Despite the ever increasing budgets of Russian movies, 60% of investments in them are not paying off, due to the gap between box-office receipts and production costs.

Local industry analysts believe that during the next several years the Russian movie industry will be only hoping to earn back investments from the state and philanthropists’ grants.

According to Russian business paper RB, the production of movies in Russia is becoming more expensive. According to estimates of RFilms and Neva Research, Russia’s film production analysts, last year more than $30m (9 billion rubles) was invested in the country’s movie industry, which is two times more than in 2006. Overall, for the last four years more than $95m (29 billion rubles) has been invested in the production of movies in Russia.

Such an increase can be explained by ever growing average budgets of the movies — up to $2.3m (110 million rubles) in 2009, which box office receipts are growing at the much slower rates.

Total production budget of movies in Russia in 2008 grew by 87% compared to 2006 to 8.5 billion rubles. Meanwhile, the total box-office receipts for the same period of time increased by only 67.4% - from 2.9 to 4.8 billion rubles.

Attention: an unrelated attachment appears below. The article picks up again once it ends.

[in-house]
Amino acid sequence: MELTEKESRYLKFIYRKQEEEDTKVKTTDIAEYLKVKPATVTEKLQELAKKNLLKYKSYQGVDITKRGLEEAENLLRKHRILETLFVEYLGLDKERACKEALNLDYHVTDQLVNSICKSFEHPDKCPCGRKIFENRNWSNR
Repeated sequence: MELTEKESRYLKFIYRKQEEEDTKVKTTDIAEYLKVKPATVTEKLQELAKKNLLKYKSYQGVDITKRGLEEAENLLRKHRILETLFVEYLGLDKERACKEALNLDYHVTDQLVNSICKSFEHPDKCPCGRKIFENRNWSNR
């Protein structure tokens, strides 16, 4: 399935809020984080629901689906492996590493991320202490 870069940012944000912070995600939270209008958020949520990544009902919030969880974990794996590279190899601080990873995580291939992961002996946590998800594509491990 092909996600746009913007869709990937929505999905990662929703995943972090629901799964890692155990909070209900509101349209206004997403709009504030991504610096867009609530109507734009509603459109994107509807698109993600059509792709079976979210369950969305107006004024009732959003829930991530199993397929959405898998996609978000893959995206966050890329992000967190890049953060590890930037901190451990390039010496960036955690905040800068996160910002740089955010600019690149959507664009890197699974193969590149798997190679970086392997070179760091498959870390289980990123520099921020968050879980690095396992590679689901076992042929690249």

The government and the Russian business remains the major sponsors of the domestic movie industry. According to the Ministry of Culture, over the past four years the government has invested nearly 5 billion rubles on the support of movie business in the country.

Mikhail Prokhorov, one of the richest Russia’s businessman, has invested nearly $3 million in the production of musical comedy Hipsters (Stilyagi); Alex Adikaev, an owner of ID Group, a well-known Russian development group, provided approximately $1 million for the production of Russian-US movie The Prophet: The Mission of the Fifth Angel; while Alexander Lebedev, another Russian tycoon, who has been in the news with his acquisition of UK media interests including The Independent has also invested $1 million in the production of such well-known movies in Russia as Yuri’s Day and Paper Soldier.

However even with such backing, Russian movies still remain largely noncompetitive even locally, not able to compete with the star power of Hollywood films.